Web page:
BEIJING (Reuters) - China denied on Friday that pharmacies had banned the sale of everyday products such as cold medication and rash cream to prevent accidental doping during the Olympics, and sought to assure that drugs would meet standards.
Yan Jiangying, spokeswoman for China’s State Food and Drug Administration (SFDA), was responding to reports carried in domestic media that pharmacies had pulled such medications from the shelves in an Olympics safety drive.
“It’s true that some media has reported that the SFDA has made the decision to eliminate or to ban sales of drugs that contain stimulants during the Olympics Games,” Yan said.
“Here I have to tell you that these reports and that information is not true,” she told a news conference.
The misunderstanding highlights the concern in China to hold a perfect Games and ensure the safety of food and drugs in a country whose record on quality has been under intense scrutiny following a series of scandals.
China has designated one company, Beijing Pharmaceutical Corp, as the sole distributor of drugs and medical devices for all competition and training venues and all hospitals that will be serving athletes “so that we can ensure the completeness of information and the traceability of such products,” Yan said.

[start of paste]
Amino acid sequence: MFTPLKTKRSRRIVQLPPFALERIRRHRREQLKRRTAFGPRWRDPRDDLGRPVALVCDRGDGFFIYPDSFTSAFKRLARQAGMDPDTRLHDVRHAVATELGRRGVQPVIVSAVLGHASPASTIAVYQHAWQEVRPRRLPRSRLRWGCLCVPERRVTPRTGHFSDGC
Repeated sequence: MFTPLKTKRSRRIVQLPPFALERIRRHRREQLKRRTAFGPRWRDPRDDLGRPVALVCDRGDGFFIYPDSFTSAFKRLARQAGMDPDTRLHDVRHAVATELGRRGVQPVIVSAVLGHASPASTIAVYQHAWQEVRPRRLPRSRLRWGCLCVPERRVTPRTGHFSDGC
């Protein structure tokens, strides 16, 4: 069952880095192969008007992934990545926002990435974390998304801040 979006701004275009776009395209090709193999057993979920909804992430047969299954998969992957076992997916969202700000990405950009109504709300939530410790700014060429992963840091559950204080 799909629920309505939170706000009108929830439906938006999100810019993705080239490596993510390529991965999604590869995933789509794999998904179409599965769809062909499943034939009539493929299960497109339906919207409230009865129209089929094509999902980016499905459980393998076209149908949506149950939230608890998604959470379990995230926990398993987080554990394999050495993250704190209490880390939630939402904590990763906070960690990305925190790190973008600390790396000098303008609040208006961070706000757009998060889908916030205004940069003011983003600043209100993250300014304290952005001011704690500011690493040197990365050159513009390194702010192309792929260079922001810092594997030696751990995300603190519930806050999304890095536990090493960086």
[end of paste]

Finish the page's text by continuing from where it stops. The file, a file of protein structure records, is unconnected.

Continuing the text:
Earlier this year, a Chinese company was blamed by the Greek weightlifting team for providing dietary supplements that contained banned ingredients. The company had not been approved to produce drugs.
Beijing pharmacists said they were under stricter watch.
One said cough syrup was still being sold but that customers needed to register and give personal information before making a purchase.
Another said pharmacies were now obliged to inform customers that products contained stimulants and to “carefully inquire about whether or not customers were athletes.”
On Thursday, state-run Xinhua news agency said the food and drug watchdog had repeated its requirements that people must have valid prescriptions to buy certain drugs but added that pharmacies “should not on their own authority stop the sale of drugs that are not banned.”
Yan said there were long-standing rules in place that prevent retailers from selling products containing anabolic steroids and human growth hormones (HGH) -- with the exception of insulin -- and that retailers would have their licenses revoked if they violated the regulations.
Certain types of ordinary, over-the-counter medications would also carry special labels to prevent their misuse.
“We are labeling these medicines with cautious use for athletes just to prevent the athletes from misusing such drugs,” Yan said. “But these are just ordinary drugs for ordinary people and they can use such drugs in a safe manner.”
Additional reporting by Beijing newsroom; Editing by Ken Wills and Jeremy Laurence
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